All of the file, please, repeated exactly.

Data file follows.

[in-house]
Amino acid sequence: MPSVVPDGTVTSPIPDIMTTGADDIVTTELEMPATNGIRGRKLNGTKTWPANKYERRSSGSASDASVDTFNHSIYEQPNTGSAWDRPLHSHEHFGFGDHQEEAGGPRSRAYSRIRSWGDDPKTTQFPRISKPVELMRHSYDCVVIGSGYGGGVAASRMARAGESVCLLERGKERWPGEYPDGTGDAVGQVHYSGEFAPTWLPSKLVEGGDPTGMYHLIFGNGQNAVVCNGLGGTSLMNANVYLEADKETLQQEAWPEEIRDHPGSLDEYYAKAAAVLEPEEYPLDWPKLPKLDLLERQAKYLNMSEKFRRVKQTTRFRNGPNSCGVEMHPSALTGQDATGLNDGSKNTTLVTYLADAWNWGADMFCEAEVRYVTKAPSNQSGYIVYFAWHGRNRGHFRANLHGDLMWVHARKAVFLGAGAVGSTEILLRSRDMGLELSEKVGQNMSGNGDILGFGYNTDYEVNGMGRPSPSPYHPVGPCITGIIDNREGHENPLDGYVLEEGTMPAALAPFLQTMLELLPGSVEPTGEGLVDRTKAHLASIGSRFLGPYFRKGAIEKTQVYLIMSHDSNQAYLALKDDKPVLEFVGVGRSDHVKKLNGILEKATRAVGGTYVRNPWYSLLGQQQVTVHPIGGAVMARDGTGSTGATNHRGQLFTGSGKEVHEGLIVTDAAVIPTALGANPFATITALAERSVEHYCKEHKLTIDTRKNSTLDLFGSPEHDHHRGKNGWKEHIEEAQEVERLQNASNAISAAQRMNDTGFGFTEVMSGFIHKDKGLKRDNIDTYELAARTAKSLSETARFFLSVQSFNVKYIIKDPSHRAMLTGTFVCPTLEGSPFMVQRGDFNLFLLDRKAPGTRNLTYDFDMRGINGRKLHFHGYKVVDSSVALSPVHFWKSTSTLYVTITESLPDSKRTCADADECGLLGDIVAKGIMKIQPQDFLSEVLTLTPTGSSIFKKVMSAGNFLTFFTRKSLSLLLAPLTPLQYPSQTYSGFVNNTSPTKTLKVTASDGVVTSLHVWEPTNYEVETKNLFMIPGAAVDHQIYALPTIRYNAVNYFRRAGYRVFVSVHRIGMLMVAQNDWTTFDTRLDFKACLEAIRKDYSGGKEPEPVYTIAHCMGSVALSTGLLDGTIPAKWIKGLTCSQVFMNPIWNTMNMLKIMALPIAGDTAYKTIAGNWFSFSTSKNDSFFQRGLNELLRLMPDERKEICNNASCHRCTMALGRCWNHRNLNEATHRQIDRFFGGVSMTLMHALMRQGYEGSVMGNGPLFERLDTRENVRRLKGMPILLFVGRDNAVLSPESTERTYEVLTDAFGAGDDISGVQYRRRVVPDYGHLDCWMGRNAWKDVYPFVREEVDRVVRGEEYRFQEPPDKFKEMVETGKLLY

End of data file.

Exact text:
[in-house]
Amino acid sequence: MPSVVPDGTVTSPIPDIMTTGADDIVTTELEMPATNGIRGRKLNGTKTWPANKYERRSSGSASDASVDTFNHSIYEQPNTGSAWDRPLHSHEHFGFGDHQEEAGGPRSRAYSRIRSWGDDPKTTQFPRISKPVELMRHSYDCVVIGSGYGGGVAASRMARAGESVCLLERGKERWPGEYPDGTGDAVGQVHYSGEFAPTWLPSKLVEGGDPTGMYHLIFGNGQNAVVCNGLGGTSLMNANVYLEADKETLQQEAWPEEIRDHPGSLDEYYAKAAAVLEPEEYPLDWPKLPKLDLLERQAKYLNMSEKFRRVKQTTRFRNGPNSCGVEMHPSALTGQDATGLNDGSKNTTLVTYLADAWNWGADMFCEAEVRYVTKAPSNQSGYIVYFAWHGRNRGHFRANLHGDLMWVHARKAVFLGAGAVGSTEILLRSRDMGLELSEKVGQNMSGNGDILGFGYNTDYEVNGMGRPSPSPYHPVGPCITGIIDNREGHENPLDGYVLEEGTMPAALAPFLQTMLELLPGSVEPTGEGLVDRTKAHLASIGSRFLGPYFRKGAIEKTQVYLIMSHDSNQAYLALKDDKPVLEFVGVGRSDHVKKLNGILEKATRAVGGTYVRNPWYSLLGQQQVTVHPIGGAVMARDGTGSTGATNHRGQLFTGSGKEVHEGLIVTDAAVIPTALGANPFATITALAERSVEHYCKEHKLTIDTRKNSTLDLFGSPEHDHHRGKNGWKEHIEEAQEVERLQNASNAISAAQRMNDTGFGFTEVMSGFIHKDKGLKRDNIDTYELAARTAKSLSETARFFLSVQSFNVKYIIKDPSHRAMLTGTFVCPTLEGSPFMVQRGDFNLFLLDRKAPGTRNLTYDFDMRGINGRKLHFHGYKVVDSSVALSPVHFWKSTSTLYVTITESLPDSKRTCADADECGLLGDIVAKGIMKIQPQDFLSEVLTLTPTGSSIFKKVMSAGNFLTFFTRKSLSLLLAPLTPLQYPSQTYSGFVNNTSPTKTLKVTASDGVVTSLHVWEPTNYEVETKNLFMIPGAAVDHQIYALPTIRYNAVNYFRRAGYRVFVSVHRIGMLMVAQNDWTTFDTRLDFKACLEAIRKDYSGGKEPEPVYTIAHCMGSVALSTGLLDGTIPAKWIKGLTCSQVFMNPIWNTMNMLKIMALPIAGDTAYKTIAGNWFSFSTSKNDSFFQRGLNELLRLMPDERKEICNNASCHRCTMALGRCWNHRNLNEATHRQIDRFFGGVSMTLMHALMRQGYEGSVMGNGPLFERLDTRENVRRLKGMPILLFVGRDNAVLSPESTERTYEVLTDAFGAGDDISGVQYRRRVVPDYGHLDCWMGRNAWKDVYPFVREEVDRVVRGEEYRFQEPPDKFKEMVETGKLLY